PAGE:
Turntable.fm was the “it” thing buzz whatever of 2011, and as we never tire of pointing out, we think we broke that story. It was trendy, yes, but the idea of listening to music together with other people in real time, just like grandpa used to do — that’s a keeper. Indeed, although you don’t read as many stories about Turntable.fm as you used to, plenty of people are still enjoying themselves there.
Within Spotify, the group listening experience belongs to Soundrop:
- Interview: CEO of Spotify’s Real-Time Group Listening App, Soundrop
- Get A Room: Spotify’s Group Listening App, Soundrop, Goes Mobile
- Popular Spotify App, Soundrop, Plans Scalable Listening Rooms
On Thursday, Soundrop busted out a new version of its Spotify app, featuring a new “lobby” area for browsing recommended, trending, or all open rooms; a “drawer” where you can keep your favorite rooms; a new design for the rooms that shows you the top fans and tracks in the room; a well-thought-out chat feature that slides away when you don’t want to see it; and the ability to find your Facebook friends within Soundrop’s many rooms.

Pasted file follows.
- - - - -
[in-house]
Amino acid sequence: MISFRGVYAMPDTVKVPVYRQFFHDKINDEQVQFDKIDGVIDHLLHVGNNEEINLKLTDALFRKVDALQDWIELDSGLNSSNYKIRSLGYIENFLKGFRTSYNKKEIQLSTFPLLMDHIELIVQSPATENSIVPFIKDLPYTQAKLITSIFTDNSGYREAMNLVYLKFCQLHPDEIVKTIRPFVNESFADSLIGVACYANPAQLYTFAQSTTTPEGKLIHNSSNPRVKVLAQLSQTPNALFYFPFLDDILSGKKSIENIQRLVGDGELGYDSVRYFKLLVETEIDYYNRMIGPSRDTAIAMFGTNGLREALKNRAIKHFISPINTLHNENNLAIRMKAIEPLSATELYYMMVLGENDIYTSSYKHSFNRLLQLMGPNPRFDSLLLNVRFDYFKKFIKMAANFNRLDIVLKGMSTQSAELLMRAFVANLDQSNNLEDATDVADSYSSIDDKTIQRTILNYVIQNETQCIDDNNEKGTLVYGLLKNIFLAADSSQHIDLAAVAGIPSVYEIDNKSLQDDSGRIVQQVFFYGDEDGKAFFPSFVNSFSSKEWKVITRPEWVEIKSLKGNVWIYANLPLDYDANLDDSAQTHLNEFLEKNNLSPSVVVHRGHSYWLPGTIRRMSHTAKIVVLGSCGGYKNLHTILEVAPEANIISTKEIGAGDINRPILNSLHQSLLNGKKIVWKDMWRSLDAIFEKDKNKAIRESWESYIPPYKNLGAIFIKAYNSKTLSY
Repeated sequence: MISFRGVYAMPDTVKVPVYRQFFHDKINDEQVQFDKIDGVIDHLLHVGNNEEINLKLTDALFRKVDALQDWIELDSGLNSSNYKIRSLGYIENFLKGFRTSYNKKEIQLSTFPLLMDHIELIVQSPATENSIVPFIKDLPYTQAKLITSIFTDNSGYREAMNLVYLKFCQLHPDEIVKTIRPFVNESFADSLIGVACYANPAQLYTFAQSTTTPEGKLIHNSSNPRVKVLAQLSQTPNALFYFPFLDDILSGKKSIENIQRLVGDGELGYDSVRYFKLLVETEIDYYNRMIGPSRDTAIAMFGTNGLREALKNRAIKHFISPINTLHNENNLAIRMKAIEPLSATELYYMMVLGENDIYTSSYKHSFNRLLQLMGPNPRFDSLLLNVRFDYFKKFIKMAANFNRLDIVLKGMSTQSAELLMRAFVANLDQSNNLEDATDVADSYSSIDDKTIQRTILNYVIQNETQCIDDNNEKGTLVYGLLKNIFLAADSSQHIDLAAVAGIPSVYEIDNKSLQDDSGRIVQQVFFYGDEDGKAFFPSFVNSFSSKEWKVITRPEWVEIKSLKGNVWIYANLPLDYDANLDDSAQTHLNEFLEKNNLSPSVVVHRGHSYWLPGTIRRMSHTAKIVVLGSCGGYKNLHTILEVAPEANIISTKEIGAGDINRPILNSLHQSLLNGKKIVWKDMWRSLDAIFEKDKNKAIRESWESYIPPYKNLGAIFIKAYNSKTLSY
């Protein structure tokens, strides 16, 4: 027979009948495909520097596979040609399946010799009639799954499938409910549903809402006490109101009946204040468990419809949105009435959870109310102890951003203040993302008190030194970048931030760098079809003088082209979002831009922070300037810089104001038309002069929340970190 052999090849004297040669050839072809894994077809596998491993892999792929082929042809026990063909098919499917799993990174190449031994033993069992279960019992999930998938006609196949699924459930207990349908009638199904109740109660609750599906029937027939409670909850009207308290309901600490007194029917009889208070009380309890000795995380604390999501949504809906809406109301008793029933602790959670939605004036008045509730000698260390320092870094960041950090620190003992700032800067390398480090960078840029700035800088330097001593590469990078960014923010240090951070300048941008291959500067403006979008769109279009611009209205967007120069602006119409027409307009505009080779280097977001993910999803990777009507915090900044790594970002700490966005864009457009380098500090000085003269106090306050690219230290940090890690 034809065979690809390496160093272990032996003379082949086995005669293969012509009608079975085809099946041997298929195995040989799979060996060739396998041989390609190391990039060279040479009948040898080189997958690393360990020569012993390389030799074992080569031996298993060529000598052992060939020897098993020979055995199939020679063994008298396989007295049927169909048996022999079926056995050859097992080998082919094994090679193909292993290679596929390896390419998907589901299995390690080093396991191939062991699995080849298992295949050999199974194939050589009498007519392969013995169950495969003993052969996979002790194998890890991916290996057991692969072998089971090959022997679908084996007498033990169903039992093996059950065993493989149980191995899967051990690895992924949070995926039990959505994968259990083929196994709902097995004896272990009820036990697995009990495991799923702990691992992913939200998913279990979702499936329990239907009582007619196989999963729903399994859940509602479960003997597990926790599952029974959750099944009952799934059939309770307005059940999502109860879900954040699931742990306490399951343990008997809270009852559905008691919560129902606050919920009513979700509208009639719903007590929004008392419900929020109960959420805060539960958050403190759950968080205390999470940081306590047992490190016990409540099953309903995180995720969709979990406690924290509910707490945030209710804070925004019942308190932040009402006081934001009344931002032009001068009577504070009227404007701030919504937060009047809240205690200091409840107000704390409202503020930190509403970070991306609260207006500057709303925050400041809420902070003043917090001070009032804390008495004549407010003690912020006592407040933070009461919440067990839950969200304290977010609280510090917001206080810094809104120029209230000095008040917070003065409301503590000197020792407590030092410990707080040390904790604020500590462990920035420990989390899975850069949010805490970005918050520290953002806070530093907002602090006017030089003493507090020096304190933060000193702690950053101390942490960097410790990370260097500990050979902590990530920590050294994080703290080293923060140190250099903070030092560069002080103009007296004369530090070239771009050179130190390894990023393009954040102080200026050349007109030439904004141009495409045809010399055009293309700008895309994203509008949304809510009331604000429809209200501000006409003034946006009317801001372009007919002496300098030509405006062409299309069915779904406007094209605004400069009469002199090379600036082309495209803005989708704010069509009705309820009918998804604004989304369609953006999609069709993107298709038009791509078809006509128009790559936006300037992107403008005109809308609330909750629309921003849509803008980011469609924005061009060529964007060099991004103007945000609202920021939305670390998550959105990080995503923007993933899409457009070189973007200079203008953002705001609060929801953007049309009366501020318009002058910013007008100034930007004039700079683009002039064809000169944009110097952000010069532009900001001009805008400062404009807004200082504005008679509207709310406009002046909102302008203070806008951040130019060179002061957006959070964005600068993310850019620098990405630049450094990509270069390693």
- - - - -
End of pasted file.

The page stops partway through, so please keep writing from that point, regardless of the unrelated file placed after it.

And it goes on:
This is not a minor refresh, but an overall overhaul. If you’ve been waiting to find out what it’s like to listen along with other humans on the internet, this is as good a time as any to give it a whirl (iOS version available too). So far, it looks to be a hit.
“In conjunction with Spotify, we held an event with Kendrick Lamar [pictured above],” said Soundrop spokesman Thomas Ford via email. “We broke all our records with more than 4,200 concurrent users and approximately 100,000 visits within the 24-hour period.”
By comparison, Turntable.fm rooms max out at 250 users at a time.
According to what Soundrop told us when they visited our New York office, it is able to scale because Soundrop is built on an obscure mobile language developed by Ericsson, called Erlang, which was designed for large-scale telephony.